Last month, US employers added 134,000 jobs (pdf). While this was well below economists’ expectations of 185,00, there was plenty of other data to confirm that the US economy is on a roll—so much so, in fact, that traders appear to be wondering if there’s such a thing as too much good news.
September was the 96th consecutive month of job gains, the longest on record. The two previous months were revised to show 87,000 more jobs were added that previously reported. On average for the past three months, 190,000 jobs have been added each month; a healthy pace.
Meanwhile, the US unemployment rate fell to 3.7%, the lowest since 1969.
The jobs data pushed yields on 10-year Treasury bonds to 3.22%, the highest since 2011. Yields rise as bond prices fall, with investors ditching the US asset that serves as a haven.
Treasury yields were already surging higher. By the middle of the week, they had reached their highest level in seven years. On Wednesday, yields had their steepest daily jump since the turmoil that followed the election of Donald Trump.
It’s a sign that traders are expecting the Federal Reserve to keep raising US interest rates, even though the upper limit was just raised to 2.25%. Earlier this week, the central bank’s chairman Jerome Powell said the economy was looking “remarkably positive” (paywall) and that the US could be on the verge on an “historically rare” era of ultra-low unemployment and steady inflation. “There’s no reason to think this cycle can’t continue for quite some time, effectively indefinitely,” Powell said.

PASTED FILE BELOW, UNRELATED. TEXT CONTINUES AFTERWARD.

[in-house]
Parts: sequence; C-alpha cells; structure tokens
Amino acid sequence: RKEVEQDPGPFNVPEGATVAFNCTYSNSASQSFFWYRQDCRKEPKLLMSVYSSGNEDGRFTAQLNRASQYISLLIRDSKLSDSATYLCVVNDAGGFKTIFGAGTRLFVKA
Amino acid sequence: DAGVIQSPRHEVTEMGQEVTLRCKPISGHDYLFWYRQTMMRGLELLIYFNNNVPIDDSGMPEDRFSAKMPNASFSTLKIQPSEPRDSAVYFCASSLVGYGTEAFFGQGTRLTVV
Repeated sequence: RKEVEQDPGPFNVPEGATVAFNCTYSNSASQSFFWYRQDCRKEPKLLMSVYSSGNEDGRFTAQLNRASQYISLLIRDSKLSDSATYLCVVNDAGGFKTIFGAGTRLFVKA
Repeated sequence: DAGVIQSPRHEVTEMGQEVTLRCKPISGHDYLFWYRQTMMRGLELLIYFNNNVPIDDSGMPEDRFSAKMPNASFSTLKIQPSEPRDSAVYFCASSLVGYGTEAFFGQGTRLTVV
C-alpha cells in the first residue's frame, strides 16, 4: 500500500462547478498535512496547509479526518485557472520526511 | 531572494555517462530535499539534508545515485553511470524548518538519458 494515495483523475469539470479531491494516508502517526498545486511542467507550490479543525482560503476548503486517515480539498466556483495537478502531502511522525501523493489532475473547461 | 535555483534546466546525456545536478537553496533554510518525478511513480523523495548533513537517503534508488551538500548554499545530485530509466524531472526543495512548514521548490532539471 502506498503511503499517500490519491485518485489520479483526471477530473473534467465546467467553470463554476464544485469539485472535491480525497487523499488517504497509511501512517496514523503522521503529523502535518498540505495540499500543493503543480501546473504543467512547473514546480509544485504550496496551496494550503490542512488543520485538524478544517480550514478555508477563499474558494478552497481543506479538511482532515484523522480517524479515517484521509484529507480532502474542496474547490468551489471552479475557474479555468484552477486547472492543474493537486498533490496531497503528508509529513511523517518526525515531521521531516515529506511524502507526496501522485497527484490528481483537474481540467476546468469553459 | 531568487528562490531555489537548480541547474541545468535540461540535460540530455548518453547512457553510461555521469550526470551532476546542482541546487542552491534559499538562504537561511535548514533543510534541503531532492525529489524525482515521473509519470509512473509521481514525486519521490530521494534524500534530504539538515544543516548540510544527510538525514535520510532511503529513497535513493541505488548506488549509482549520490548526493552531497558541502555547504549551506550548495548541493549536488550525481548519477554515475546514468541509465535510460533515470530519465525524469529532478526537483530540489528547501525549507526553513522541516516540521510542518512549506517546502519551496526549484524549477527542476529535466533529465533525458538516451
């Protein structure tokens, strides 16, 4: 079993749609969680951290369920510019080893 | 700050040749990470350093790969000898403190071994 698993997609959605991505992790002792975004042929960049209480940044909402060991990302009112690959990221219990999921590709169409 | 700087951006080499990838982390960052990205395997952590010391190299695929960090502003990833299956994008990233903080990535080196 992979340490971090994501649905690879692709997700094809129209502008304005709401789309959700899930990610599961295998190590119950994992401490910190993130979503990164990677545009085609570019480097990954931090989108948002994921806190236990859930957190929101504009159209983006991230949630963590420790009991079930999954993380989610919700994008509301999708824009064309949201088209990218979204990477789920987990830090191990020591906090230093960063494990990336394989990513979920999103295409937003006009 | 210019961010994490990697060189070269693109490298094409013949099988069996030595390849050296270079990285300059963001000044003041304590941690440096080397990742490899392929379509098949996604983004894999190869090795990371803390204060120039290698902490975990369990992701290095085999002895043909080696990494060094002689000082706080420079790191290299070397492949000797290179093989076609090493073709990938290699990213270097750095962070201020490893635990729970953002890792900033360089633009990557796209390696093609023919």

Traders had every reason to take Powell’s confidence to heart, as other data published this week showed that private-sector payrolls increased by the most in seven months in September, and that activity in the services sector accelerated to its highest on record.
But traders also seem to be anticipating a downside to all these rosy indicators. Stock markets fell around the world (paywall) yesterday on fears that the good US economic data would encourage central banks to raise interest rates too high, to the point that economic growth gets restrained. The S&P 500 fell 0.8%, its biggest one-day decline since late June. Higher US yields are also hurting emerging-market stocks as investors worry about how companies will pay off increasingly expensive dollar-denominated debt.
With the US economy growing at a strong clip, the Fed will keep raising rates and is even considering taking them past the neutral point—that is, the point where rates neither spur or slow economic growth. But for the rest of the world, higher US interest rates will be harder to manage, as their weaker economic momentum could be knocked off course. And so traders must figure out how to navigate this multi-speed world.